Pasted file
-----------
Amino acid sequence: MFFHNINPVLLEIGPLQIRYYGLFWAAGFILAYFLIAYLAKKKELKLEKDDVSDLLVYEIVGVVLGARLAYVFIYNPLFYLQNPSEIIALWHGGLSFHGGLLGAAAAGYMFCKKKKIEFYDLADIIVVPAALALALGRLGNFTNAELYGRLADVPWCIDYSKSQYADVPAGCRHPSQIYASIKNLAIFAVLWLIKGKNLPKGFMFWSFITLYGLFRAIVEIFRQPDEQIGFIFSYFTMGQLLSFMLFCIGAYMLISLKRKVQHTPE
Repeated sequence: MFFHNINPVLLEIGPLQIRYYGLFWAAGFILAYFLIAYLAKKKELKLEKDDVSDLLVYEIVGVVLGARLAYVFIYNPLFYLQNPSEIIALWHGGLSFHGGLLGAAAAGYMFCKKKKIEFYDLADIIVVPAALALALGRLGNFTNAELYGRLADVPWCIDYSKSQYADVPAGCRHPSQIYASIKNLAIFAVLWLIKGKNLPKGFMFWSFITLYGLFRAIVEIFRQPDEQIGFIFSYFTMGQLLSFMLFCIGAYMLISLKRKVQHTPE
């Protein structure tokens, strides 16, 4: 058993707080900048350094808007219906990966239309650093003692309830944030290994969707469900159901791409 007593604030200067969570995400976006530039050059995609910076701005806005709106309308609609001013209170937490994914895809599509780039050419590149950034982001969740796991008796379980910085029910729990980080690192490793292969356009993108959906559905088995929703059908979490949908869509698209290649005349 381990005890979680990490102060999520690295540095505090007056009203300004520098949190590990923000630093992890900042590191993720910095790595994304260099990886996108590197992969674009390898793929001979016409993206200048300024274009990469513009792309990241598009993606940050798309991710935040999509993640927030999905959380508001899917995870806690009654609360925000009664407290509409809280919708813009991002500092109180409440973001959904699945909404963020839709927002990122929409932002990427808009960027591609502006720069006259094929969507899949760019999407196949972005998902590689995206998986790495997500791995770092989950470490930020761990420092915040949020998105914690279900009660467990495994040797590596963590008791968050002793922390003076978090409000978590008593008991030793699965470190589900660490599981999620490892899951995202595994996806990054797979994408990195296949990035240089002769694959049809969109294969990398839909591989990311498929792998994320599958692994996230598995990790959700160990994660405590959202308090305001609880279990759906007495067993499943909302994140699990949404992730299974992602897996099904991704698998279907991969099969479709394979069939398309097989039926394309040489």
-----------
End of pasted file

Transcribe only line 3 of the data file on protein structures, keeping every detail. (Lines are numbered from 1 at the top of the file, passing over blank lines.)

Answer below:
């Protein structure tokens, strides 16, 4: 058993707080900048350094808007219906990966239309650093003692309830944030290994969707469900159901791409 007593604030200067969570995400976006530039050059995609910076701005806005709106309308609609001013209170937490994914895809599509780039050419590149950034982001969740796991008796379980910085029910729990980080690192490793292969356009993108959906559905088995929703059908979490949908869509698209290649005349 381990005890979680990490102060999520690295540095505090007056009203300004520098949190590990923000630093992890900042590191993720910095790595994304260099990886996108590197992969674009390898793929001979016409993206200048300024274009990469513009792309990241598009993606940050798309991710935040999509993640927030999905959380508001899917995870806690009654609360925000009664407290509409809280919708813009991002500092109180409440973001959904699945909404963020839709927002990122929409932002990427808009960027591609502006720069006259094929969507899949760019999407196949972005998902590689995206998986790495997500791995770092989950470490930020761990420092915040949020998105914690279900009660467990495994040797590596963590008791968050002793922390003076978090409000978590008593008991030793699965470190589900660490599981999620490892899951995202595994996806990054797979994408990195296949990035240089002769694959049809969109294969990398839909591989990311498929792998994320599958692994996230598995990790959700160990994660405590959202308090305001609880279990759906007495067993499943909302994140699990949404992730299974992602897996099904991704698998279907991969099969479709394979069939398309097989039926394309040489």